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Discussion Starter · #1 ·
The RCA MM36110 is a complicated beast. According to the specs, it can support the following resolutions:


800x600 @ 60 hz progressive

640x480 @ 72 hz progressive or 60 hz progressive.



I am planning to hook up a HTPC to the RCA via the VGA input and use PowerDVD 4.0 for DVD playback. My question is as follows:


I will be using 800x600 @ 60 hz to watch 4:3 TV via the ATI Multimedia Center 7.7 (I have the ATI Radeon 8500 AIW).


When I decide to play a 16x9 anamorphic DVD, I will be using PowerDVD which is configured to automatically change the resolution to 720x480 @ 72hz when playing DVDs. Will the RCA TV accept that signal and automatically do the 16x9 vertical squeeze? Is [email protected] a valid resolution given that the RCA specs say it can handle only 640x480 and 800x600?


Did anyone have any experience with this? Any help is appreciated. Thanks.
 

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Discussion Starter · #2 ·
It appears that the user has to go to the RCA service menu to do the 16x9 vertical squeeze. Can the HTPC trigger the vertical squeeze in the RCA?


I don't want to keep going to service menu to shift to 16x9 vertical squeeze every time I play a DVD and then back to 4:3 after the DVD finishes playing.


RCA MM3*110 owners with HTPC, your input is appreciated here. Thanks.
 

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I've tried 640x480 @ 60/72 with my 36110 and it won't sync with it (It'll display for like 2sec off 1sec on 2sec...), if I use powerstrip I can get it to 720x480 @ 60. But if you leave it at 800x600 you shouldn't need to use the vertical squeeze you'd get an 800x450 16:9 picture (would be simpler). What do you thing of you 36110? Are you using multiple monitors, i've got mine hooked up to the secondary on my GF4 MX440? Have you tried ATI's "Theater Mode" everyone here keeps saying get a Radeon but ATI's drivers have always scared me, but I need something like the Mtrox DVD Max/nVidia Video Mirror/ATI Theater Mode.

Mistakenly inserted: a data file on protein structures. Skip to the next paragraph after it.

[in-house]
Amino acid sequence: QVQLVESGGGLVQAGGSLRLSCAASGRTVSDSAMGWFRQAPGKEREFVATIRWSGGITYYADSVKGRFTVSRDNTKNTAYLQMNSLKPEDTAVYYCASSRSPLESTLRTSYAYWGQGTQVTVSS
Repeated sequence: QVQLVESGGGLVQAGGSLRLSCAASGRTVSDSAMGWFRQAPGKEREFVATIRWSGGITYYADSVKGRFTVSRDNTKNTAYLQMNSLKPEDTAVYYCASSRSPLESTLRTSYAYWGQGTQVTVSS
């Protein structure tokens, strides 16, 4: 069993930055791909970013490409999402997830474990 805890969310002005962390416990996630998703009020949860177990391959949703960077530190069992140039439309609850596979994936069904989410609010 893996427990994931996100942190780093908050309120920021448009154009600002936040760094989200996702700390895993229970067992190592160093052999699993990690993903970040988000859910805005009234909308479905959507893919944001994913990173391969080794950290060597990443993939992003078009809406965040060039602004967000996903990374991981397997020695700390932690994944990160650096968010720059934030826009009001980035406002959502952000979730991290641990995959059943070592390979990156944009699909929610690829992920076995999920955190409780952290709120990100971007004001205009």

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Discussion Starter · #4 ·
I don't actually have the MM36110 but I am actively considering buying one. However, this problem with the vertical squeeze is giving me second thoughts.


So you are saying that you have tried 640x480 @ 72 hz and it didn't work? Which video card are you using? My HTPC is hooked up to a Panasonic CT-36HX41 via the ATI component dongle. There is too much overscan and geometry problems associated with Powerstrip/component dongle.


The reason I'm considering buying the RCA is so that I won't have to deal with Powerstrip. How does 800x450 16:9 look compared to 720x480p 16:9? Don't you lose a lot of vertical resolution when watching 16:9 on 800x600?


Have you tried sending a 720x480p signal to the RCA? Did it trigger a vertical squeeze on the TV? Let me know. Thanks.
 

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Can't really comment on the 800x450 vs 720x480 I have never tried "the squeeze". However you only loose 30 lines of resolution and I'm not sure but if you ask some of the zoomplayer gurus you can probably set it up so that it will cut the 30 lines from the bars on a 2.35:1 movie instead of line from the picture. Personally I like the picture from my Pioneer DV-C36 with Tibutaries cable better but I've got my pc hooked up with a crap 15 foot belkin extention cable from best buy.


How did you decide on the 36110? Are you space/price limited? Just curious because I've been wishing I'd gotten a real 16:9 especially since my parents got their 46" Mits.
 

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Knowing what I know now, I wish I would have gone 16:9.


One way to look at that debate is from a resolution and PQ perspective, particularly when you switch back and forth between HDTV, DVD, SDTV and NTSC (analog) TV.


On a 4:3 TV, the 4:3 images fill the entire screen, but the resolution of the source is not as good as for 16:9 images, whether anamorphic DVDs or HDTV. The effect is one of magnifying low resolution 4:3 content to fill the screen and make its low resolution obvious, while actually shrinking high resolution content to fit the screen and not take full advantage of the high resolution content.


Conversely, with a 16:9 TV, the low resolution 4:3 content is reduced to fit, which tends to downplay its low resolution, while high resolution 16:9 content is "magnified" to fil the entire screen and show off its PQ and detail.


If you also consider which direction we're headed, buying 16:9 is more "future-proof" than buying 4:3.


If you don't believe the PQ story above, go to a showroom with real HDTV (not CC or BB with their DVD promos loops) and high quality DVD and see it for yourself. I know it is true because I am living with my decision to buy 4:3 because "most available content is still 4:3." Reduced 4:3 on a big 16:9 screen looks far better than reduced 16:9 on a big 4:3 screen.


When I was buying 2 years ago there was a big price difference between 16:9 and 4:3 HD-ready TVs. There is very little price difference today.
 

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Discussion Starter · #7 ·
Stranger89,


I'm considering the MM36110 primarily for budgetary reasons. I found a dealer who is selling a factory reconditioned MM36110 TV for $1000 shipped with a 1-year RCA in-house warranty.